A new study gives Vermont a “C” grade for its efforts to reopen the economy as coronavirus cases, hospitalizations and deaths continue to decline.
The study, titled “Reopening America: A Report Card on Reopening States’ Economies,” was written by the Committee to Unleash Prosperity and Freedom Works, both of which are free-market think tanks.
In the study, some states with rural settings similar to Vermont saw close to two-thirds fewer unemployment filings due to their more lenient economic restrictions.
While the report takes into account the severity of the outbreak in each state, it focuses on the economic policies of each state.
“We assess how measured or damaging their actions have been with respect to safeguarding the economic well-being of their citizens,” the report states. “We examine lockdown orders, business closures, hospital and outdoor activity orders, and the degree of punitive actions on enforcing these measures.”
Target dates for reopening are very important in the report, as states with later re-openings will face “more severe recessions” than the states that get going sooner.
“With a few exceptions in some metropolitan areas, and in accordance with guidelines from health professionals, the time is long past for every state to reopen safely, smartly, and judiciously so as to end the economic destruction and despair from lockdowns,” said Steve Moore, President of Committee to Unleash Prosperity. “Millions more Americans will be pushed into unemployment lines, plunged into poverty, and lose their businesses, forever.”
State revenues are going to be dramatically lower, and the results will be substantial cuts to public services, the study notes. In Vermont, the Legislature’s economist is estimating that state revenues will be down $143.6 million for this fiscal year finishing at the end of June, and then another $427 million in revenue could be lost for the next fiscal year. Vermont is already facing dramatic cuts to its state college system.
The report adds that the shutdown is also very costly from a public health perspective. It lists depression, suicides, heart attacks, domestic abuse, drug abuse, and more as consequences of job losses, business closures, and social isolation. In the UK, some estimates for cancer deaths caused by COVID-restricted hospital access could eclipse the death toll from the virus.
Vermont has seen more than 80,000 Vermonters apply for unemployment benefits since the shutdown began in March. On the national scene, more than 30 million Americans have been put out of work, and $4 trillion in tax dollars have been spent to uphold the economy.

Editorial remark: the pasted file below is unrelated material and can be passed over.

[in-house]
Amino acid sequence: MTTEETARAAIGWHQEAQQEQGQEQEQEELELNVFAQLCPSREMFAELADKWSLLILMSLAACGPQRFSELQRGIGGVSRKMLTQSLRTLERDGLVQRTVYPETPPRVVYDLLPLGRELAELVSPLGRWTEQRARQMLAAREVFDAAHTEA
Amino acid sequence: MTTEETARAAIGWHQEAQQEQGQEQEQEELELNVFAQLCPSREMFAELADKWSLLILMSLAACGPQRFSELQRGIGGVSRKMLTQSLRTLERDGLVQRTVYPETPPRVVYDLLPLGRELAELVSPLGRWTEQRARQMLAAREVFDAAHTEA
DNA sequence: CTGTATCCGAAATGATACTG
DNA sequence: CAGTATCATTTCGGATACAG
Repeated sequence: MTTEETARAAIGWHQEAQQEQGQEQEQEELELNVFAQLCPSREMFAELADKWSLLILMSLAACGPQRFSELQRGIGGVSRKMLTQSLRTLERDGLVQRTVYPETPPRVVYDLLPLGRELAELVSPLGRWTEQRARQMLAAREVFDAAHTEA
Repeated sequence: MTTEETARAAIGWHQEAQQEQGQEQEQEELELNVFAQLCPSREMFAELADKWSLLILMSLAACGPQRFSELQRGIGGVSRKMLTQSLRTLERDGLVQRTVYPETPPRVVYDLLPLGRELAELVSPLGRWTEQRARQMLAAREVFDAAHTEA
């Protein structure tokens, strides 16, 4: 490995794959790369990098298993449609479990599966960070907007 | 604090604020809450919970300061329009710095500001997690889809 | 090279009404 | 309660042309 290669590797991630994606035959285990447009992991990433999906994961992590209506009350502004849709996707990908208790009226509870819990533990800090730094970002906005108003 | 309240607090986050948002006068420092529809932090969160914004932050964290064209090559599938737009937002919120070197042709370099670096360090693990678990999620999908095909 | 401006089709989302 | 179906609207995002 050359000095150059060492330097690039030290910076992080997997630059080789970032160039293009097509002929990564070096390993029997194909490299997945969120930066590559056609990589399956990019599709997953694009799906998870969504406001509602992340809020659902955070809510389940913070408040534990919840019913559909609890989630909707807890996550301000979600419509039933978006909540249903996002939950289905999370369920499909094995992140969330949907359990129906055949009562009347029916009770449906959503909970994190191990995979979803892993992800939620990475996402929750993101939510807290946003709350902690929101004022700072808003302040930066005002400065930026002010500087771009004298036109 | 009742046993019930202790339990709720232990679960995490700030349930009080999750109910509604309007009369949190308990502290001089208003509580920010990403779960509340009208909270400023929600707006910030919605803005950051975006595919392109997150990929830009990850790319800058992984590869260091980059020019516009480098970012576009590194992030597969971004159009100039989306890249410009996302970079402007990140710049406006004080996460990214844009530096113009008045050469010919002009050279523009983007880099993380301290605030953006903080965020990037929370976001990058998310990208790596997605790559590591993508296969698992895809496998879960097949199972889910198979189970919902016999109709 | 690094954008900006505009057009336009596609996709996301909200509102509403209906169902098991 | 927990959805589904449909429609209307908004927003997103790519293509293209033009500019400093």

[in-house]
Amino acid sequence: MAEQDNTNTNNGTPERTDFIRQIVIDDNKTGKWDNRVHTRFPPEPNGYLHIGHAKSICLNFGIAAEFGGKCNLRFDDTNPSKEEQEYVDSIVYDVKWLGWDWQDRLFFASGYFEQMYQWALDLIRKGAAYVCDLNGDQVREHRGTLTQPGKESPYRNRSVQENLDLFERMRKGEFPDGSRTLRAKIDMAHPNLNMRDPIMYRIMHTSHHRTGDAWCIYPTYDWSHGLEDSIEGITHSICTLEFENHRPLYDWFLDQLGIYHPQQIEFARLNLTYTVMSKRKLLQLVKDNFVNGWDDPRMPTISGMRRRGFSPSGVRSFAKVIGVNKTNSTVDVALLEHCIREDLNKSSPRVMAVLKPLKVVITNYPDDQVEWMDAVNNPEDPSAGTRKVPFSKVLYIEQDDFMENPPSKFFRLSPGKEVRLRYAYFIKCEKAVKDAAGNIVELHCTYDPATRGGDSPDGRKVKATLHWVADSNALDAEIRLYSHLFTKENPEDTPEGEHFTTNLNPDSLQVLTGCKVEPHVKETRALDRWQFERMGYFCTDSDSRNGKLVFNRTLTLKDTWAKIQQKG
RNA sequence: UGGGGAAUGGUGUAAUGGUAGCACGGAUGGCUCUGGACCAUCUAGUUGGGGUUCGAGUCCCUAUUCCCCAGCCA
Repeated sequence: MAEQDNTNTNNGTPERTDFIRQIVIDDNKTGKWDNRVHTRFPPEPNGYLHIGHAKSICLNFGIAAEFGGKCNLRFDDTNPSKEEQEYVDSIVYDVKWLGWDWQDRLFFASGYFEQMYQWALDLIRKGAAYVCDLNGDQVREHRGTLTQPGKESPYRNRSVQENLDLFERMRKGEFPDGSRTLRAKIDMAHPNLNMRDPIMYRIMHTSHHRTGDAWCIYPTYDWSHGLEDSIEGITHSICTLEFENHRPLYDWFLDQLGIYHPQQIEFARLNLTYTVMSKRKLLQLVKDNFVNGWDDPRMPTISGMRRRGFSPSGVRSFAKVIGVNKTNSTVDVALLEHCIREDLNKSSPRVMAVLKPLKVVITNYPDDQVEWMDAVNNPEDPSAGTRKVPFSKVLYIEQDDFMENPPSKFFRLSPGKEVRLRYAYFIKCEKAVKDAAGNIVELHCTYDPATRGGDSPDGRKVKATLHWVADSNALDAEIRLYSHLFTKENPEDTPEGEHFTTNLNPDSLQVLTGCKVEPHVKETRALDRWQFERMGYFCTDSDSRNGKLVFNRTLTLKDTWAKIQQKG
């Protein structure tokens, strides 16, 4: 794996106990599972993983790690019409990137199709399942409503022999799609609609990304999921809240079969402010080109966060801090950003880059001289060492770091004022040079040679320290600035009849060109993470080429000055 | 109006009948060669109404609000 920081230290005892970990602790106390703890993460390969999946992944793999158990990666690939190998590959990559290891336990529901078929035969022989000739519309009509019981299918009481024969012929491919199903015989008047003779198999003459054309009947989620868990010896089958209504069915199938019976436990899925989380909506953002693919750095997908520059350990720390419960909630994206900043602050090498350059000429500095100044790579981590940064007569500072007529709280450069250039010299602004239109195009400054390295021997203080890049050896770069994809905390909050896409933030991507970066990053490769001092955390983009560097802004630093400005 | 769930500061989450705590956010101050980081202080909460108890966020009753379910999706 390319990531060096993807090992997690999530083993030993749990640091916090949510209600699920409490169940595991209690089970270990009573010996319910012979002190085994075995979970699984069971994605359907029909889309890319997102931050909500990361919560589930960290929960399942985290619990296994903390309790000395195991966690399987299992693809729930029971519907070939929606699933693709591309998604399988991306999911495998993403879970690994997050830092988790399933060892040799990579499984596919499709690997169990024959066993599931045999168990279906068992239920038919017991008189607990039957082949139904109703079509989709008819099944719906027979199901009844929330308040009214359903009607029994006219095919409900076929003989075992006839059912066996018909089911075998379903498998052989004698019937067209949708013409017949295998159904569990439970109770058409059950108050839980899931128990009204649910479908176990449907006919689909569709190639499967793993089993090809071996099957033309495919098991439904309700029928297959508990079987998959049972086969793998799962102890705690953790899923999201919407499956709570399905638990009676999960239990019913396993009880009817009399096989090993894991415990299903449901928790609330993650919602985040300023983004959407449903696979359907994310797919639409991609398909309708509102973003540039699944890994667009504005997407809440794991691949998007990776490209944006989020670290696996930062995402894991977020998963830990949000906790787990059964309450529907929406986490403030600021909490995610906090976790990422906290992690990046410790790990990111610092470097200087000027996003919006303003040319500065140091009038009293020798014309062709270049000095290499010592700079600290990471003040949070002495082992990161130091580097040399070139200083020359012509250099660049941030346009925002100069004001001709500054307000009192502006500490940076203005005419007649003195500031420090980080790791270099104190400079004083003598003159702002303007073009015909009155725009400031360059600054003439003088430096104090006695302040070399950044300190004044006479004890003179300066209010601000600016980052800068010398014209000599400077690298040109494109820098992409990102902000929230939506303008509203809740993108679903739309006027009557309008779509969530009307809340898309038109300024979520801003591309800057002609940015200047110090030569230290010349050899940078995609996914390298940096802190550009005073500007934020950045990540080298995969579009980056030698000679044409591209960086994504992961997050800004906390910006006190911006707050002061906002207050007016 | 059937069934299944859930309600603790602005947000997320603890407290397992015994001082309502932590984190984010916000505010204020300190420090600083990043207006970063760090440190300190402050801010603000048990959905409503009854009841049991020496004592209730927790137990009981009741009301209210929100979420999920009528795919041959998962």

“The latest estimates are predicting a decline in American output will be between 25 and 30 percent of our GDP when all is said and done,” the study states. “Even the Great Depression didn’t cause this rapid meltdown in the American economy.”
For the nation, the pro-business leaning states in the South and Midwest have been more aggressive in reopening their economies. The more liberal-leaning states of the Northeast and West Coast have been slower to turn back on their economies.
Nine states got an “A” rating in the study, including Wyoming. With an estimated 2019 population of 578,759 and a rural landscape, Wyoming has a similar setting to Vermont, with its estimated 623,000 population. Wyoming, with seven coronavirus deaths, has one of the lowest death tolls in the nation. Vermont, with 52 deaths, also ranks among the lowest.
Wyoming’s Republican Gov. Mark Gordon allowed gyms, barbershops, hair salons, and other close-contact services to reopen with special conditions to minimize health risks. Gordon also allowed for daycares to ease their restrictions and hospitals to resume elective surgeries. In Vermont, Republican Gov. Phil Scott continues to have these businesses closed, although elective surgeries did resume at hospitals this week.
South Dakota is another state that got an “A” in the study. Republican Gov. Kristi Noem had a surprise parade thrown for her last week to celebrate that she did not issue a stay-at-home order nor mandate business closings. The state currently has 21 deaths from the virus. Noem said her decision to resist ordering business closures already put the state at Phase 1 of the White House plan to reopen state economies.
The less stringent economic shutdowns have led to fewer job losses compared to Vermont. Through the first six weeks of the shutdown, Wyoming saw just over 30,000 unemployment claims filed. South Dakota, with an estimated 884,659 2019 population, has seen just over 32,000 claims up to this point. In both cases, the state’s unemployment filings were just about one-third of Vermont’s 80,000-plus filings.